Aiken law enforcement meet with violent offenders to stop crime - WFXG FOX54 Augusta - Your News One Hour Earlier

Aiken law enforcement meet with violent offenders to stop crime

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AIKEN, SC (WFXG) -

"Violent crime is no longer going to be tolerated in the city of Aiken," says City Manager Richard Pearce tells the 11 violent offenders gathered at Aiken City Hall.

It was a message law enforcement officials used to put these offenders on notice Thursday night.

It was simply put to the young men- there are only so many ways you can go.

"You have three opportunities as one of the offenders," says Aiken Public Safety Chief Charles Barranco. "You can end up dead, you can go to prison, or you can do the right thing."

It was all part of the first call-in of the Aiken Safe Communities Action Team.

Young offenders with a violent past were called to sit in front of law enforcement officials from several local agencies, as well as several federal agencies, including the ATF, DEA, and FBI.

Members of the Aiken community were in attendance as well.

The goal is to have the young men turn their lives onto the right path.

"Our hopes tonight are for these offenders that were here to make healthy choices to be a positive impact on our community," says Barranco.

He says it's a shift in philosophy he hopes to see better the city of Aiken.

"We've tried to arrest our way out of situations, and that is not always useful," Barranco says. "We think by teaming up with our community, those options will grow for us."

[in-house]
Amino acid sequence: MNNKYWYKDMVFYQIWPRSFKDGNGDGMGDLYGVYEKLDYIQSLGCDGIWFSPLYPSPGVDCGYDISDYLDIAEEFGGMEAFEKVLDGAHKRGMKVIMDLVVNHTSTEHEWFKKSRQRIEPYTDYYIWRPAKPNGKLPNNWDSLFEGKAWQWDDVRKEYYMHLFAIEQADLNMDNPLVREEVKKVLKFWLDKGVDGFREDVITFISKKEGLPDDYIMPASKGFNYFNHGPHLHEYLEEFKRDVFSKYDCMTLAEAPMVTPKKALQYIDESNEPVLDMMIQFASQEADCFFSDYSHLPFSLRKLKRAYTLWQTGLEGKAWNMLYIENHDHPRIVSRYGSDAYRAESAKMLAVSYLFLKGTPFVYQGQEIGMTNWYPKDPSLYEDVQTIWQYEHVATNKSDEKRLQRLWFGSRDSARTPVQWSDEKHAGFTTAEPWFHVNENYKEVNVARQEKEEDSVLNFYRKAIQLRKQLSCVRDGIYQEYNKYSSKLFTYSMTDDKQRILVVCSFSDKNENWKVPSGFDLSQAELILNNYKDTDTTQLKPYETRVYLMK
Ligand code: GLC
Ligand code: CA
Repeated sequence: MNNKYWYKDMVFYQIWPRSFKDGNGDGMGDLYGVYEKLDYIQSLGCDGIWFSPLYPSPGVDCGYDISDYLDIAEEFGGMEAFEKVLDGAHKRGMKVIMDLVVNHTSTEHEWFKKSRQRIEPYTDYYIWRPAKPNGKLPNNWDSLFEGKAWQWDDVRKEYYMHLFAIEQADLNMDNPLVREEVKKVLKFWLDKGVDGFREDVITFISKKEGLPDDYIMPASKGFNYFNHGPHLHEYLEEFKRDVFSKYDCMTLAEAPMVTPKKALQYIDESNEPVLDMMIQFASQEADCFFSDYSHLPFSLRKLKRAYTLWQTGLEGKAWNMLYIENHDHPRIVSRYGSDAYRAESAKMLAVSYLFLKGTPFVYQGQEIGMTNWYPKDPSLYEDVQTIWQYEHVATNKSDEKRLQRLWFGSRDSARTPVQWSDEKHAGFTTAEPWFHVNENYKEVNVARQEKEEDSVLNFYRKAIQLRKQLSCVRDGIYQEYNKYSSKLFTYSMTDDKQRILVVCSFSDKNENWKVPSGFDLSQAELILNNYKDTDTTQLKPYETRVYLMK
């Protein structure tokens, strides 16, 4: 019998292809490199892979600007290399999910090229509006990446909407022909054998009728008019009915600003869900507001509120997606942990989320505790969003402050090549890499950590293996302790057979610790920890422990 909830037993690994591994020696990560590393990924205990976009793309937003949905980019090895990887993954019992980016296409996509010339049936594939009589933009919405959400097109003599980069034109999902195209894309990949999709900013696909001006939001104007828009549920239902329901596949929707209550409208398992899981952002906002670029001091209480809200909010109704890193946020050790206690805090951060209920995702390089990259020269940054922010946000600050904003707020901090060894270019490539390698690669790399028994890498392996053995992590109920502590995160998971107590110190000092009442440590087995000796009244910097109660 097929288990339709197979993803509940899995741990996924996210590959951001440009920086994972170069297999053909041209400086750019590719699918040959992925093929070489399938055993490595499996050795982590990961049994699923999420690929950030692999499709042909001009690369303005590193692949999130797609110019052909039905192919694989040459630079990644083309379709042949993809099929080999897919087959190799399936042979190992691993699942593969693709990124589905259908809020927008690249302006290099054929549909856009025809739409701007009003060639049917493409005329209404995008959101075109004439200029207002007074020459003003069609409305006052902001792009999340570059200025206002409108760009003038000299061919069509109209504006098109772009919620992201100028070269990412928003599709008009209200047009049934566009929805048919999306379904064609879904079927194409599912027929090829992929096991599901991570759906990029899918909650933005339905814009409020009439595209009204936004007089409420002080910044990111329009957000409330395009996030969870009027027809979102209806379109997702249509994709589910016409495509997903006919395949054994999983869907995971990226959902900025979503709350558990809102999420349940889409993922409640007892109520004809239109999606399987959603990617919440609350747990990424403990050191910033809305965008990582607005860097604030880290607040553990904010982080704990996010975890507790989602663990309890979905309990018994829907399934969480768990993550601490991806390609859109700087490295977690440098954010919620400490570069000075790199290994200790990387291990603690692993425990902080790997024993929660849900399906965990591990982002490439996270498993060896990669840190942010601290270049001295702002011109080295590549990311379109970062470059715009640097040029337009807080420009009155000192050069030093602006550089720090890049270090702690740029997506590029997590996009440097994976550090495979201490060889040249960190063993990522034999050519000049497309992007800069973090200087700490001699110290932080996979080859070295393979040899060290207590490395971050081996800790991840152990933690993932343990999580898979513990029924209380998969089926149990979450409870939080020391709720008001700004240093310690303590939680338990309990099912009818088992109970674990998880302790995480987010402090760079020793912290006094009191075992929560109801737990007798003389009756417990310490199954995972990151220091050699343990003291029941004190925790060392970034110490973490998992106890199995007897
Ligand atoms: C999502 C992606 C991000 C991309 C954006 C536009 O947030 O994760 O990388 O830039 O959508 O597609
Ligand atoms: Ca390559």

But the offenders were warned: if arrested again for a violent offense, law enforcement will work swiftly to put them back behind bars for a long time.

But this was not a meeting to condemn, says ASCAT Spokesperson Shelby Saunders. It's about bringing the young men back into the community.

"We have to let them know that we do count on them," Saunders says. "We don't look at them as an ex-con, or "Oh, you're on probation. You're going to stand out.' No, these are people just like you and I."

He believes Thursday's meeting reached the men.

"I saw attentiveness," Saunders says. "I saw individuals that were very concerned."

Now he hopes to see positive changes in their lives.

After Thursday's call-in, ASCAT will meet with each offender one-on-one for a Needs Assessment. After the assessment, ASCAT will work with community resources to try and fill those needs.

Also, they say they will hold call-ins like Thursday's every three months.

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